Eighteen Swiss schools around the world welcome expatriates and foreign pupils. A new law could allow them to expand, but at a gathering in Zug the school authorities are not hiding their impatience – and, sometimes, their fears.
“We’re waiting for a loud ‘yes to Swiss schools’ from the Swiss government!” said Barbara Sulzer Smith, head of the Swiss school in Barcelona, who joined 40 other heads in Zug recently at the annual meeting of Swiss schools abroad.
Following the example of 13 other cantons – all German-speaking except bilingual Valais – Zug is a “patron” of Swiss schools. Swiss federalism means the schools, while private organisations abroad, have to opt for a specific cantonal education system.
Pupils in Barcelona therefore follow the Bernese syllabus, while canton Zug is the model for the school in Singapore.
But that isn’t what’s on the minds of the delegates this year. Their meeting is taking place during the consultation for the revision of the law on educating Swiss abroad, which will decide their future. Concerned parties can have their say until the end of September.
The government will then adopt and submit a draft bill to parliament. It is not expected to enter into force before 2014.
This is causing tension among the delegates, who can’t make big investment decisions. However, the federal contribution of SFr20 million ($20.4 million) appears to be safe.
“It’s a delicate phase and the schools are slightly afraid,” confirmed Rudolf Wyder, head of the Organisation of the Swiss Abroad (OSA).
“The schools, increasingly called on to become pillars of the Swiss presence abroad, need flexibility to be able to conclude agreements. We also need new schools in emerging countries, because that enables us to forge contacts with the elites of those countries.”
Flexibility is the key word in the revision. Currently, to be recognised by the government and to receive a subsidy, a Swiss school abroad must – among other requirements – have at least 12 Swiss pupils (but 25 for initial demands), who make up at least 30 per cent of all pupils (20 per cent when there are more than 60 pupils). The new law would drop this minimum ratio.
“This quorum is an obstacle,” said Barbara Sulzer Smith. “For example we can’t accept new foreign students because of the requirement for a minimum number of Swiss. But if we want to develop and remain competitive, we need to be able to accept foreign pupils.”
No more waiting list
The Swiss school in Barcelona traditionally enjoys an excellent reputation among privileged Catalan families who want their children to have international careers.
But the economic crisis has left its mark, according to Sulzer Smith. “Until last year we had a waiting list. Now we don’t. We also see fewer Swiss expatriates coming to work in Spain.”
Although the future law would do away with a minimum percentage of Swiss pupils and teachers to obtain a subsidy, numbers are not totally irrelevant. According to the project, subsidies will depend on the total number of pupils and teachers.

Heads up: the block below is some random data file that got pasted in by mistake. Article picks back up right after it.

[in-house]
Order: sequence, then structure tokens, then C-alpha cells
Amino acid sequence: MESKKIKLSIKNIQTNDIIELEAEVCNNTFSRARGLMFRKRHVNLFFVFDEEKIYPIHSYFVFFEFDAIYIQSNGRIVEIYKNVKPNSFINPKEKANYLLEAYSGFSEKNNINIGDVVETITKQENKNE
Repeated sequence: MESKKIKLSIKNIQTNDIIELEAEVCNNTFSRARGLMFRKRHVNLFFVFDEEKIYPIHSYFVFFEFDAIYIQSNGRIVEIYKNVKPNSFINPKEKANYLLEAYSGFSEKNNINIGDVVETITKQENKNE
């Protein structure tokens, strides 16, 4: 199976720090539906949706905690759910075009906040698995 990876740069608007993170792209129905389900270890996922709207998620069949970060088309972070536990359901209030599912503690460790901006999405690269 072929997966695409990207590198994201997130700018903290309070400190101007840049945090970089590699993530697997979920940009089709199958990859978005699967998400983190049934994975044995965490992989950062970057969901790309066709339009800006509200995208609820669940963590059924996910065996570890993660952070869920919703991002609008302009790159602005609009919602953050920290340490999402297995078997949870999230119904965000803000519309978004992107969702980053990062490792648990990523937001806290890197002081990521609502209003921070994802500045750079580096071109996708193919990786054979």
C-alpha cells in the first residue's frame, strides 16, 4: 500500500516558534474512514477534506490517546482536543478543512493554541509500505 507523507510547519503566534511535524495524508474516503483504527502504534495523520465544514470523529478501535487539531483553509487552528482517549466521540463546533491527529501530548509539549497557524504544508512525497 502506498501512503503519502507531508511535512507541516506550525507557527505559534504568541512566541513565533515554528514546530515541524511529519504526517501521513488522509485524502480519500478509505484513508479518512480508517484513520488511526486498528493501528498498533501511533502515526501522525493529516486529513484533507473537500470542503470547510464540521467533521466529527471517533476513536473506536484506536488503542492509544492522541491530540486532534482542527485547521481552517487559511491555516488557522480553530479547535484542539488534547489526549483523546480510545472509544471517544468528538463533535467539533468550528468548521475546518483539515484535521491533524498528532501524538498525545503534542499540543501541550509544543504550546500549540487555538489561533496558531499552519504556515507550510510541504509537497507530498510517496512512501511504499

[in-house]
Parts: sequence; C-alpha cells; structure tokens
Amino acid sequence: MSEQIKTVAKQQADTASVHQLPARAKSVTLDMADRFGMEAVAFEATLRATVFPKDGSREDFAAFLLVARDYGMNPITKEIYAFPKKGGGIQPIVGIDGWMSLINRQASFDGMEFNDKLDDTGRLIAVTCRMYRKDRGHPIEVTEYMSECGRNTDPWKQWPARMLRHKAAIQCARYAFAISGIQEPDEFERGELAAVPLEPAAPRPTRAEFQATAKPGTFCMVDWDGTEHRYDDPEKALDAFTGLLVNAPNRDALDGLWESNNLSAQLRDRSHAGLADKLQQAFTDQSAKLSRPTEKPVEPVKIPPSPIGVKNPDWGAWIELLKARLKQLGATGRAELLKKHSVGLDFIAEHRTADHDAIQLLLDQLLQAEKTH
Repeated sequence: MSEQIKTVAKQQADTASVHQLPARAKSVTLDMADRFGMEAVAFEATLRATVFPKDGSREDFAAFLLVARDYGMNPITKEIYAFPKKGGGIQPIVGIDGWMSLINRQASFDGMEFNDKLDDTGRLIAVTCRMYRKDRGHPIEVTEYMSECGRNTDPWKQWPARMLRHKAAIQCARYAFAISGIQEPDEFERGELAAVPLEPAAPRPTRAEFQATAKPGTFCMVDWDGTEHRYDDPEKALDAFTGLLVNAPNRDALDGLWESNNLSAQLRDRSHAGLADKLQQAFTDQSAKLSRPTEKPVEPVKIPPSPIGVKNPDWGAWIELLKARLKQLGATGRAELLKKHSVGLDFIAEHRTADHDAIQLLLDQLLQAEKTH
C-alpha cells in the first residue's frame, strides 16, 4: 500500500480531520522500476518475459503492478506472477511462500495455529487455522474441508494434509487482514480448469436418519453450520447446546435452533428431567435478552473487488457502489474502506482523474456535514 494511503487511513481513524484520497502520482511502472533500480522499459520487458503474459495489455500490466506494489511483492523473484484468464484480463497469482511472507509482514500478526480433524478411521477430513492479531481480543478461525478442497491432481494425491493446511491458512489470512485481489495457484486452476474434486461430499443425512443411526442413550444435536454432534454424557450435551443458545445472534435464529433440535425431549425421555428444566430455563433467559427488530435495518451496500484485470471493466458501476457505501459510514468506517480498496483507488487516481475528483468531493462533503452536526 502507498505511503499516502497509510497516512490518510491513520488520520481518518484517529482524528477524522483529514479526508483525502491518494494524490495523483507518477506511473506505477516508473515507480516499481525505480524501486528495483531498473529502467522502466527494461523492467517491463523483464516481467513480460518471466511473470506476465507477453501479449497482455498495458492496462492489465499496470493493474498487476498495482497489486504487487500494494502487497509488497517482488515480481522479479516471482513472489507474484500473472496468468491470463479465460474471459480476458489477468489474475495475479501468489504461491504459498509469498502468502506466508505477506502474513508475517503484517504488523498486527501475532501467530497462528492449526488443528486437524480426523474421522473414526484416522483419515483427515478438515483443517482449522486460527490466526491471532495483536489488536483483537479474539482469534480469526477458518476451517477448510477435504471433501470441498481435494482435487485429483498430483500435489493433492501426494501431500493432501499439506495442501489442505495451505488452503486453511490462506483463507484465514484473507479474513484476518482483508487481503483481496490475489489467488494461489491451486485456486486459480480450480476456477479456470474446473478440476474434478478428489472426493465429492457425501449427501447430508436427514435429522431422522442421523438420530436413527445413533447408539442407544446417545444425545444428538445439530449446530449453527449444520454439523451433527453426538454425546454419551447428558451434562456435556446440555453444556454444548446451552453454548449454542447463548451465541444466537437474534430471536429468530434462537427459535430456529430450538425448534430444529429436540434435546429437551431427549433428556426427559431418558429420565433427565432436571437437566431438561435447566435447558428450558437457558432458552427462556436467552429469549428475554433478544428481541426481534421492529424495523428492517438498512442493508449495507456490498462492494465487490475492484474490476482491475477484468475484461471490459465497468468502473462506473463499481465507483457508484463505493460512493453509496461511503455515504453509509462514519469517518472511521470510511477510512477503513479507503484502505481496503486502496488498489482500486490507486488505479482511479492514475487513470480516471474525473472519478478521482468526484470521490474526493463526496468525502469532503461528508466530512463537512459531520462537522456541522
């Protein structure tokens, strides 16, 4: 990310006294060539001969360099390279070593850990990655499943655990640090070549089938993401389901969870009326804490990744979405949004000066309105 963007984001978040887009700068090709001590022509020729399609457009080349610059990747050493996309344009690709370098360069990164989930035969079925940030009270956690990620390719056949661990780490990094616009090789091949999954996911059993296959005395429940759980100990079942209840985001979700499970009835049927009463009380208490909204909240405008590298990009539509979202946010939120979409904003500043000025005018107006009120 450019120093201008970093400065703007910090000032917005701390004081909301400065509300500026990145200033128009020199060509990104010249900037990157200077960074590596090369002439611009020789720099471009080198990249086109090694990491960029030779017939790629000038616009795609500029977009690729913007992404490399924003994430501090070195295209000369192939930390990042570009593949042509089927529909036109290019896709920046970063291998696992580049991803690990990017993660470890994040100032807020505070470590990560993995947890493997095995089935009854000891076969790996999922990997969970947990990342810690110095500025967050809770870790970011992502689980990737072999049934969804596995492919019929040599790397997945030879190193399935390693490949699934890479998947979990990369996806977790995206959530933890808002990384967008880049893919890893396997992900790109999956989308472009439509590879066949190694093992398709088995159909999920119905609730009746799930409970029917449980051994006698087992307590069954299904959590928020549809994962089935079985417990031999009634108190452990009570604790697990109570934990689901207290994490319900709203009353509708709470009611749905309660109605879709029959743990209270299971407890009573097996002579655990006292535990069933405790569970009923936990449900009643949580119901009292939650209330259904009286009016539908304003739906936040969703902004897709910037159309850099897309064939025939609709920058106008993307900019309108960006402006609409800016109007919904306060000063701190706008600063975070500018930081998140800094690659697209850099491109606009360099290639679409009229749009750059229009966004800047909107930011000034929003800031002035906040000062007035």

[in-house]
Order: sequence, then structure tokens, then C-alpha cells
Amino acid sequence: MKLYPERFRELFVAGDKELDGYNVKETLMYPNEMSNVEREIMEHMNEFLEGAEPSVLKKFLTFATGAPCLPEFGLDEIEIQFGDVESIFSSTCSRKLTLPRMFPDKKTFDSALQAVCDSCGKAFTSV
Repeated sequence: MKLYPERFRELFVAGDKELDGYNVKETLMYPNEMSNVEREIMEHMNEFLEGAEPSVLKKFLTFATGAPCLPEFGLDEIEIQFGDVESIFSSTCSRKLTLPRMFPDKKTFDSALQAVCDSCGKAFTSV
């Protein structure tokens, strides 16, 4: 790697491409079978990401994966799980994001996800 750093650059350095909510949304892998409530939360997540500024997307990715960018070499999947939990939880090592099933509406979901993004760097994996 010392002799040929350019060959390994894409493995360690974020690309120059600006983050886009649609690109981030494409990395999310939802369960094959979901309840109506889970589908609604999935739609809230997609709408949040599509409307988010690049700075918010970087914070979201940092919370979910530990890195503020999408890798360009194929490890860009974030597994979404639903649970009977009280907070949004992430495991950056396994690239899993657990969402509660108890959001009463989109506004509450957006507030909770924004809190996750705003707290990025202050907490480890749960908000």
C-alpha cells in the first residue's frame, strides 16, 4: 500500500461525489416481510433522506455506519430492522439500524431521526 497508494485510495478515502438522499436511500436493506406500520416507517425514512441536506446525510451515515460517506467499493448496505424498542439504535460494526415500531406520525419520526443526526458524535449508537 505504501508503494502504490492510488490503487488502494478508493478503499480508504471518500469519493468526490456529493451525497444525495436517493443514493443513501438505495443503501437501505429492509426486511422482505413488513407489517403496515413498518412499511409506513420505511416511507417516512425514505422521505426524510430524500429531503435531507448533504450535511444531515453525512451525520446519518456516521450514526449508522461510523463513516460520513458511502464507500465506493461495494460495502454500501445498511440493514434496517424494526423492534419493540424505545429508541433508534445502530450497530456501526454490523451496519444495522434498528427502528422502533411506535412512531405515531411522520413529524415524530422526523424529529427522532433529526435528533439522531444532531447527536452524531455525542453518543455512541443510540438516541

This could also pose a problem: in Singapore, locals are forbidden from studying in foreign schools, which can only develop with expatriate children. Parliament will no doubt debate these issues.
In its explanatory report, the government said “the presence of educational establishments would be particularly desirable in countries such as China, India, South Korea, Vietnam or Russia”.
“That’s where the future lies,” said Derrick Widmer, president of Education Suisse, the new name for the association for Swiss schools abroad.
“The revision will enable the schools to grow. But it’s necessary to give them a financial base. In some countries, if you can’t offer at least a gym, you’ve got no chance against the competition.”
The Swiss schools are being called on to play a greater role “in our economic and cultural foreign policy”, said the government report.
There is also the question of which ministry should oversee the schools. Currently it is the interior ministry, but the economics ministry and foreign ministry could enter the picture given the schools’ links to the business world (notably for vocational training) and representing Swiss interests abroad. Rudolf Wyder at OSA leans towards the foreign ministry.
While they wait for a decision, candidates interested in opening Swiss schools are putting themselves forward.
An “international” school with 15 Swiss pupils has just opened in Vietnam. Under the new law, it might be able to claim to be a “Swiss Government Approved School”.
English is everywhere, but as Sulzer Smith explained, “we’re also guarantors of Swiss multilingualism because in addition to Spanish, Catalan and English, we teach in German and also offer French classes!”